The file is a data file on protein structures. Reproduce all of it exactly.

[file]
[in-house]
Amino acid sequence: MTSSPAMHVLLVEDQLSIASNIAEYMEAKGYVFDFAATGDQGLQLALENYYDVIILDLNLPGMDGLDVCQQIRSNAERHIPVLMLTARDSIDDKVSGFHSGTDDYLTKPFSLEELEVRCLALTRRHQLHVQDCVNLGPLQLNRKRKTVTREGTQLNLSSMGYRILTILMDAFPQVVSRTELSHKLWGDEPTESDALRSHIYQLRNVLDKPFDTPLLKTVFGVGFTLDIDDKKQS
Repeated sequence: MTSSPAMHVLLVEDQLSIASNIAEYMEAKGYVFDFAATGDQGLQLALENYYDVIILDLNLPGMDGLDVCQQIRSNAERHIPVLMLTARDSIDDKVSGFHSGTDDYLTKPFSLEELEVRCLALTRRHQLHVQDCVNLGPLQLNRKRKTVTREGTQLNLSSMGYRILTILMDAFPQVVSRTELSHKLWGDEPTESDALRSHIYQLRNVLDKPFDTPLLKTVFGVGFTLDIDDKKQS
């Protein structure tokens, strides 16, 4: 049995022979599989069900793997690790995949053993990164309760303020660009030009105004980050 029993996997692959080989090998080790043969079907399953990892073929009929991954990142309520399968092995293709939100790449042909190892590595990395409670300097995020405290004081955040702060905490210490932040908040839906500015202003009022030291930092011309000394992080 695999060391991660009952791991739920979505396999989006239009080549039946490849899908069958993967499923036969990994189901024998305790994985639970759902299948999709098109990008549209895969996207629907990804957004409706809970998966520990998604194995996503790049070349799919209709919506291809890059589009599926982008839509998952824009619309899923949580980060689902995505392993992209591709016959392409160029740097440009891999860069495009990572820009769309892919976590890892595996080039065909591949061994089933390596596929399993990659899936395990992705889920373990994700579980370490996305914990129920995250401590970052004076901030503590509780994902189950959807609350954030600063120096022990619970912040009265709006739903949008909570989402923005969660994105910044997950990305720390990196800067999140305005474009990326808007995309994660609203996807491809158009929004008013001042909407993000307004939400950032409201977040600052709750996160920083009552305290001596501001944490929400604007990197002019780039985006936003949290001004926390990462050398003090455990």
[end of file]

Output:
[in-house]
Amino acid sequence: MTSSPAMHVLLVEDQLSIASNIAEYMEAKGYVFDFAATGDQGLQLALENYYDVIILDLNLPGMDGLDVCQQIRSNAERHIPVLMLTARDSIDDKVSGFHSGTDDYLTKPFSLEELEVRCLALTRRHQLHVQDCVNLGPLQLNRKRKTVTREGTQLNLSSMGYRILTILMDAFPQVVSRTELSHKLWGDEPTESDALRSHIYQLRNVLDKPFDTPLLKTVFGVGFTLDIDDKKQS
Repeated sequence: MTSSPAMHVLLVEDQLSIASNIAEYMEAKGYVFDFAATGDQGLQLALENYYDVIILDLNLPGMDGLDVCQQIRSNAERHIPVLMLTARDSIDDKVSGFHSGTDDYLTKPFSLEELEVRCLALTRRHQLHVQDCVNLGPLQLNRKRKTVTREGTQLNLSSMGYRILTILMDAFPQVVSRTELSHKLWGDEPTESDALRSHIYQLRNVLDKPFDTPLLKTVFGVGFTLDIDDKKQS
């Protein structure tokens, strides 16, 4: 049995022979599989069900793997690790995949053993990164309760303020660009030009105004980050 029993996997692959080989090998080790043969079907399953990892073929009929991954990142309520399968092995293709939100790449042909190892590595990395409670300097995020405290004081955040702060905490210490932040908040839906500015202003009022030291930092011309000394992080 695999060391991660009952791991739920979505396999989006239009080549039946490849899908069958993967499923036969990994189901024998305790994985639970759902299948999709098109990008549209895969996207629907990804957004409706809970998966520990998604194995996503790049070349799919209709919506291809890059589009599926982008839509998952824009619309899923949580980060689902995505392993992209591709016959392409160029740097440009891999860069495009990572820009769309892919976590890892595996080039065909591949061994089933390596596929399993990659899936395990992705889920373990994700579980370490996305914990129920995250401590970052004076901030503590509780994902189950959807609350954030600063120096022990619970912040009265709006739903949008909570989402923005969660994105910044997950990305720390990196800067999140305005474009990326808007995309994660609203996807491809158009929004008013001042909407993000307004939400950032409201977040600052709750996160920083009552305290001596501001944490929400604007990197002019780039985006936003949290001004926390990462050398003090455990």